”In the events of Jesus birth, Herod and the shepherds are defined by their response to Jesus. Today, we are each defined by our response to Jesus. Even more extraordinarily, Christmas defines God. Here is the most startling of claims; this baby, this Jesus, who is God, defines God. God is self-defined as pure love, love celebrated in angel light and seen in human vulnerability, love that is indifferent to status, and that hates injustice, love the news of which is borne on the heavenly songs, but which is seen in poverty and insecurity.
What the shepherds glimpsed that silent night outside Bethlehem was an apocalypse, which means an uncovering of God’s final purpose for all the universe. […]
Today, across the Middle East, close to the area in which the angels announced God’s apocalypse, ISIS and others claim that this is the time of an apocalypse, an unveiling created of their own terrible ideas, one which is igniting a trail of fear, violence, hatred and determined oppression. Confident that these are the last days, using force and indescribable cruelty, they seem to welcome all opposition, certain that the warfare unleashed confirms that these are indeed the end times. They hate difference, whether it is Muslims who think differently, Yazidis or Christians, and because of them the Christians face elimination in the very region in which Christian faith began. This apocalypse is defined by themselves and heralded only by the angel of death.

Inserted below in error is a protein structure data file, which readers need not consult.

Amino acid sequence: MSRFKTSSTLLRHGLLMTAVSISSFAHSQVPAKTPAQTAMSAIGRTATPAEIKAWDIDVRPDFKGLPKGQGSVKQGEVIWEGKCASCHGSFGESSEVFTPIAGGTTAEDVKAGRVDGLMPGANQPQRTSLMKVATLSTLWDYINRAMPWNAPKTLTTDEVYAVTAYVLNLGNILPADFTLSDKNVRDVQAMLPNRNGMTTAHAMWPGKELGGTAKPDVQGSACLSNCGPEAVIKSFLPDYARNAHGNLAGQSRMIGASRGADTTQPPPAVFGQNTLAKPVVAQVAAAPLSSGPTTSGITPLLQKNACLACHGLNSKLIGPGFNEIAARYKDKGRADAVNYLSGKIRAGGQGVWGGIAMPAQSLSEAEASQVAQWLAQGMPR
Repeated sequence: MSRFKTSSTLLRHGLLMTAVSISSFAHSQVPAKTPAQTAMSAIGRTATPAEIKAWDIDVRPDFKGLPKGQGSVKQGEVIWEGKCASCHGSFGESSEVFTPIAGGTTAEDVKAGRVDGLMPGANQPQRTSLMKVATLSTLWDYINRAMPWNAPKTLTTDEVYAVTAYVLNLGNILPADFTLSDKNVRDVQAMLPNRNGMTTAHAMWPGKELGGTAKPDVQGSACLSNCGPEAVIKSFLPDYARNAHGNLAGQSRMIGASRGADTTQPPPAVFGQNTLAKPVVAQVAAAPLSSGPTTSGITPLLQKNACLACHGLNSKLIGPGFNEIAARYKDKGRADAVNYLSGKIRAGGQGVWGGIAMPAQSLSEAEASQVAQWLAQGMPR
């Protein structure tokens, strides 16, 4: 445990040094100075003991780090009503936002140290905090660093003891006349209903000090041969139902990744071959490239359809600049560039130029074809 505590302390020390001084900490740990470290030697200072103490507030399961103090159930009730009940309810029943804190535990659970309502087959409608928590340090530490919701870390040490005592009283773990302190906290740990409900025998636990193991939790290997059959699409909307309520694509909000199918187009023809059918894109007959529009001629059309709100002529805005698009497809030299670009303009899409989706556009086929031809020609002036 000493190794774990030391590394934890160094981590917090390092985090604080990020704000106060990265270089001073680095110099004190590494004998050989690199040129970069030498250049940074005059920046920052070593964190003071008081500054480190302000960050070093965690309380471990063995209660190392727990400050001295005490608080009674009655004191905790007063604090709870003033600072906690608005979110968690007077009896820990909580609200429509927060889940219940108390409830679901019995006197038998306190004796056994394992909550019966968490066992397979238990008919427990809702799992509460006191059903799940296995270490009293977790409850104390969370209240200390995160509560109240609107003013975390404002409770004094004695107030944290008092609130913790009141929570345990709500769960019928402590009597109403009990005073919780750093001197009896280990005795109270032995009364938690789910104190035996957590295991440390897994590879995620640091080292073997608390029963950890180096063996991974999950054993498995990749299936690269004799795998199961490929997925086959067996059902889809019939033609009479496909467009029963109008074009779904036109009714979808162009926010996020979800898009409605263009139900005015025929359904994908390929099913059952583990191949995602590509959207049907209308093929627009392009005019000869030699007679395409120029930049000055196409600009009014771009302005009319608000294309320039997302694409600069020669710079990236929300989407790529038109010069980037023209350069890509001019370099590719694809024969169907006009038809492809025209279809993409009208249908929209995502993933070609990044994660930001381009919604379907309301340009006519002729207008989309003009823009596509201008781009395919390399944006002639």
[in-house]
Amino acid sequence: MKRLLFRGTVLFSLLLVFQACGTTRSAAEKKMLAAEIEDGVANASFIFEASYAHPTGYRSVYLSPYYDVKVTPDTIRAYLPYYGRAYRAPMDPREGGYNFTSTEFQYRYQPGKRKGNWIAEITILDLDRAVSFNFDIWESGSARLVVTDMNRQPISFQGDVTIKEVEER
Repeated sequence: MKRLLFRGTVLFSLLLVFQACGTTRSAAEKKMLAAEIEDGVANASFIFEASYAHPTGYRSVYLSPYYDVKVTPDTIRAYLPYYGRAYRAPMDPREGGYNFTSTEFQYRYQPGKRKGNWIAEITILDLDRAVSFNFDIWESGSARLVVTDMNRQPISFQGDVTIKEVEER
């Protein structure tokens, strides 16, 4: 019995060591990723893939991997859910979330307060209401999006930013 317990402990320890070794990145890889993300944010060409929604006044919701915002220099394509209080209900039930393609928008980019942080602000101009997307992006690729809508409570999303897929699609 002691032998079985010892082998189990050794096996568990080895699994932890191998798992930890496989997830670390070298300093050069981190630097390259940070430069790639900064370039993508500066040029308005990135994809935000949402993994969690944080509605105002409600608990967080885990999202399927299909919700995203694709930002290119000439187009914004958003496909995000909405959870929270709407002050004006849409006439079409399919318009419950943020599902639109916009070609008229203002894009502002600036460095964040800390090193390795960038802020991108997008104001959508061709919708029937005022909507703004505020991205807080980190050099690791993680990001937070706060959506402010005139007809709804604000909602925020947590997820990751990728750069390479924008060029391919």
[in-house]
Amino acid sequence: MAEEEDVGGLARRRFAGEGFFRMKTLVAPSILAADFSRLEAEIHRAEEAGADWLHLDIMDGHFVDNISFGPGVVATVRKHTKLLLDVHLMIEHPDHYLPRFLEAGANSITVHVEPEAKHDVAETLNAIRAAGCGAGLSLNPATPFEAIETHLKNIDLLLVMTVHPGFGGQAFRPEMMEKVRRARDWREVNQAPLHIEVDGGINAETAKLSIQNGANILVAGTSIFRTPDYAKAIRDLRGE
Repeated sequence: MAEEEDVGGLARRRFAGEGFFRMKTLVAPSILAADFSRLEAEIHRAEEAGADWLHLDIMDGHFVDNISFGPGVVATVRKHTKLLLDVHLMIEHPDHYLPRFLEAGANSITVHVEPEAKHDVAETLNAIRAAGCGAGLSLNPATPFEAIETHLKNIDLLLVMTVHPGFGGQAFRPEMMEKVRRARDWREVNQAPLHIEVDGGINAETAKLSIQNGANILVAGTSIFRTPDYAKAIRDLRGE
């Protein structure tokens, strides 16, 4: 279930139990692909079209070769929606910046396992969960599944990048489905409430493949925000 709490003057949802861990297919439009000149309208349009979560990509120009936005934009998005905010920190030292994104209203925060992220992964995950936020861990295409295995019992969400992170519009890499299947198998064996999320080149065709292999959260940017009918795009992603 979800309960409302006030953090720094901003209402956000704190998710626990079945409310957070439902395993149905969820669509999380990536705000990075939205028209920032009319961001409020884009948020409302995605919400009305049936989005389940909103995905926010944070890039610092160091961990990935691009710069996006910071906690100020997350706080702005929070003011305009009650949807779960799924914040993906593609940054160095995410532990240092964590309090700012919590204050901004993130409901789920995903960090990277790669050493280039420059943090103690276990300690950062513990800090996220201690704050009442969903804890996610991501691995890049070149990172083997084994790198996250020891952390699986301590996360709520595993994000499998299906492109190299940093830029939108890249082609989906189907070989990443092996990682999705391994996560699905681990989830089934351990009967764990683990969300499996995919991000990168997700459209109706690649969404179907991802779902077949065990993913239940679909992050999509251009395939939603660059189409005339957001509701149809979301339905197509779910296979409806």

The shepherds see the truth, eternal, unwavering, divine truth, defined not by them, but by God: it was truth for them then, it is truth with us today. Goodness knows what they were expecting, but what they find is a new-born child – tiny, helpless and vulnerable. Yet they bow down in worship. The shepherds get this apocalypse. […]
Herod and the shepherds recognise the significance of this child, yet they respond very differently. We too are defined, by our response to this child. God allows us the freedom to reject him, or, in our own vulnerability, to kneel and worship the child who is given, the true apocalypse, who unveils God. […]
This apocalypse, this unveiling, judges every world power, reaches out to every displaced people group, every refugee, every single human heart. It begins with ourselves. Both our means and our ends must meet the standard God sets for us here.
The shepherds went and worshipped. Herod sought to kill. Today’s Herods, ISIS and the like around the world in so many faiths, propose false apocalypses. But you and I are called to respond in worship and transforming, world changing obedience, both as individuals, and together, to this revelation of the baby that defines God, for it is our response to Jesus that defines us.”